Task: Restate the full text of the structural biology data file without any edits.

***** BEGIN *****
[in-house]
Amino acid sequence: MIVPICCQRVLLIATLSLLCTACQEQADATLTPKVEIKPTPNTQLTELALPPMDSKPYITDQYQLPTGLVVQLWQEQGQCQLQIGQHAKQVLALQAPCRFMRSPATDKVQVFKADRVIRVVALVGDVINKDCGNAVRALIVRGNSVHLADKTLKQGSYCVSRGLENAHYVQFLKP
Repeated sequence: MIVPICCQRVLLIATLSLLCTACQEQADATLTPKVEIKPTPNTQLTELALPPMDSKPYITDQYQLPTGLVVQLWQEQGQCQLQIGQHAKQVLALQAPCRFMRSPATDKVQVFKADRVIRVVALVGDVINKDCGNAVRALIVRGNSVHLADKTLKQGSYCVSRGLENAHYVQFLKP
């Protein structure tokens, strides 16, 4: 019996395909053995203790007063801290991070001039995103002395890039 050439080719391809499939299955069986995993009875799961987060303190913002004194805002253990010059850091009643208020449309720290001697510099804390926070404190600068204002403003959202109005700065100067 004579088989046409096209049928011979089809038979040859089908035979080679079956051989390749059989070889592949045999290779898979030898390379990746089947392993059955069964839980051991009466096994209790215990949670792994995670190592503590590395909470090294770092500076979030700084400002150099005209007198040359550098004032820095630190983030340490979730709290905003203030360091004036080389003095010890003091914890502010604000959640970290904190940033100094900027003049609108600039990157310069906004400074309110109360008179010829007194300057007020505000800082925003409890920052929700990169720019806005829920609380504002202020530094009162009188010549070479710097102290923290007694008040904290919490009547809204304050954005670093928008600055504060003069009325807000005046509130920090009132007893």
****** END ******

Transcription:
[in-house]
Amino acid sequence: MIVPICCQRVLLIATLSLLCTACQEQADATLTPKVEIKPTPNTQLTELALPPMDSKPYITDQYQLPTGLVVQLWQEQGQCQLQIGQHAKQVLALQAPCRFMRSPATDKVQVFKADRVIRVVALVGDVINKDCGNAVRALIVRGNSVHLADKTLKQGSYCVSRGLENAHYVQFLKP
Repeated sequence: MIVPICCQRVLLIATLSLLCTACQEQADATLTPKVEIKPTPNTQLTELALPPMDSKPYITDQYQLPTGLVVQLWQEQGQCQLQIGQHAKQVLALQAPCRFMRSPATDKVQVFKADRVIRVVALVGDVINKDCGNAVRALIVRGNSVHLADKTLKQGSYCVSRGLENAHYVQFLKP
């Protein structure tokens, strides 16, 4: 019996395909053995203790007063801290991070001039995103002395890039 050439080719391809499939299955069986995993009875799961987060303190913002004194805002253990010059850091009643208020449309720290001697510099804390926070404190600068204002403003959202109005700065100067 004579088989046409096209049928011979089809038979040859089908035979080679079956051989390749059989070889592949045999290779898979030898390379990746089947392993059955069964839980051991009466096994209790215990949670792994995670190592503590590395909470090294770092500076979030700084400002150099005209007198040359550098004032820095630190983030340490979730709290905003203030360091004036080389003095010890003091914890502010604000959640970290904190940033100094900027003049609108600039990157310069906004400074309110109360008179010829007194300057007020505000800082925003409890920052929700990169720019806005829920609380504002202020530094009162009188010549070479710097102290923290007694008040904290919490009547809204304050954005670093928008600055504060003069009325807000005046509130920090009132007893």